Despite Iraq's reputation for second worst travel destination and It's tumultuous current events portrayed in the news it's heart is still beating stongly. On my last trip (Jan 2016) I visited most of the autonomous Kurdish region in the north.
I spent the majority of my time in Sulaymaniyah (Slemani), Kurdiststan's second largest city. Besides the influx of IDPs (Internally Displaced Peoples) everything felt like business as usual. Even the rainy January days were no deterent for all the vendors and shoppers going about their lives.
At this first glance everything was fine, but under the surface much of the country is suffering. At this point, many government employees, including policemen and teachers, have not been paid for months. Rolling blackouts are increasing from an expected 4 hours per day to 12.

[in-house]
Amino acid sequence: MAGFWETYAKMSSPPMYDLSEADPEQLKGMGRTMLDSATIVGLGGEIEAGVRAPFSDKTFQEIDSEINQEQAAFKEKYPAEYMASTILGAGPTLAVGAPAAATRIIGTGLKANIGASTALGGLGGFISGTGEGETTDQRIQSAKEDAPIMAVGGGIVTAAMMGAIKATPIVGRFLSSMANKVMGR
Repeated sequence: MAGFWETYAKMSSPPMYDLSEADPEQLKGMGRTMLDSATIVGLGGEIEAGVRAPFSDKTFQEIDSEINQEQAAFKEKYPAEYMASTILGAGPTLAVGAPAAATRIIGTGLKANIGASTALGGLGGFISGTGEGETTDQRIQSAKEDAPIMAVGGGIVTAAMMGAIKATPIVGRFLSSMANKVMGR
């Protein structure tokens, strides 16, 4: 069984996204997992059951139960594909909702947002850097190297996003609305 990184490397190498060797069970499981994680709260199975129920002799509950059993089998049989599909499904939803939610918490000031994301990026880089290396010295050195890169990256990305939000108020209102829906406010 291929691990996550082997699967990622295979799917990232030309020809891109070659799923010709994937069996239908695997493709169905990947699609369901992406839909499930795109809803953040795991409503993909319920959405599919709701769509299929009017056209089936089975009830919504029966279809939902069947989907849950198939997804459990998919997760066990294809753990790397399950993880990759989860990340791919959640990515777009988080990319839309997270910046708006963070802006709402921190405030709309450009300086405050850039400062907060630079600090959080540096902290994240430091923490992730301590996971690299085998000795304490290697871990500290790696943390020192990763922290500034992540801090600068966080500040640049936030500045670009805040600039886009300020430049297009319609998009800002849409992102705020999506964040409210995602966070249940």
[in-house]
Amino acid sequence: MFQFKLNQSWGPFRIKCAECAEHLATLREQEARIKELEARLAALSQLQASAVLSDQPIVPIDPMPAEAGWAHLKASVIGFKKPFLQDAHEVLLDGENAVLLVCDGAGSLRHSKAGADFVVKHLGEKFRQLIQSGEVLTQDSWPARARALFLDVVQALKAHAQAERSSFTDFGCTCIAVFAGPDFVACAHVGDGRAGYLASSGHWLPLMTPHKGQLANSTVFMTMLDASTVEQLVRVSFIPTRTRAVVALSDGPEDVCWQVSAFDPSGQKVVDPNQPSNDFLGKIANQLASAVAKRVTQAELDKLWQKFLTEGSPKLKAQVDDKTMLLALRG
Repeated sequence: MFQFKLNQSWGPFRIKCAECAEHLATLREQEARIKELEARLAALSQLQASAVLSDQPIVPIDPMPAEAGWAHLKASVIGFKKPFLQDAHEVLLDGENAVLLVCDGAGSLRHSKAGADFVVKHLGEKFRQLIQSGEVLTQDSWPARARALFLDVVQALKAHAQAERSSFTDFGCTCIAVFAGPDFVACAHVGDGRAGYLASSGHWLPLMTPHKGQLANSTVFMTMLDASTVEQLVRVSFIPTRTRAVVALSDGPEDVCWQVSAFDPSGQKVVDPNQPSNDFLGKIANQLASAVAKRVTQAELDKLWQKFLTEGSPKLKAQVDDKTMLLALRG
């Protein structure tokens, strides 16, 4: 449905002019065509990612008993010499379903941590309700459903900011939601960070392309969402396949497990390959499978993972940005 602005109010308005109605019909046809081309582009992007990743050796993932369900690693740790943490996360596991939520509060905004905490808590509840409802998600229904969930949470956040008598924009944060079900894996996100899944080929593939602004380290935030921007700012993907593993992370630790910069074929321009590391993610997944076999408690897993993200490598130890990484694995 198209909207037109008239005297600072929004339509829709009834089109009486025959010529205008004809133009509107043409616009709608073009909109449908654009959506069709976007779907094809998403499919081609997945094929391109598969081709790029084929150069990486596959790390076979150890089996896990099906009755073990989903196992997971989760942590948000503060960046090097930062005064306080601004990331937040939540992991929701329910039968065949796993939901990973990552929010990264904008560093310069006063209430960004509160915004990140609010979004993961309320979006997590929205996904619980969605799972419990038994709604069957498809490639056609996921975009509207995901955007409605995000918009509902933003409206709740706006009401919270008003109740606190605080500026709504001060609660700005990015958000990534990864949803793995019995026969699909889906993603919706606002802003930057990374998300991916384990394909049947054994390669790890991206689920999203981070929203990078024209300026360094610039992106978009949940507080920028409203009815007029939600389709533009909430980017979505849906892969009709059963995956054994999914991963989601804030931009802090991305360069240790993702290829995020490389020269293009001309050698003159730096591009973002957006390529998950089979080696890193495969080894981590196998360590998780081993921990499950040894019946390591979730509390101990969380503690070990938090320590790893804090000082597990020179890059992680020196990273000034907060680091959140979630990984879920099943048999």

Many people I spoke to were not hopeful; not satisfied with their own government, and not enjoying being the center of attention in the region and the world stage. There are two convergences happening in Kurdistan: Military and Civilian.
On the eastern border Iranian soldiers have been seen crossing back and forth into the country. Turkey has been stratigically bombing the region, while the US and Russia are effecting their agendas. Meanwhile, diplaced citizens from all over the contry are making their way to Kurdistan, as it's the most safe and stable region of the country.
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Baking bread
Loading up a truck for food distribution to IDPs in Dokan.
Slemani Bazaar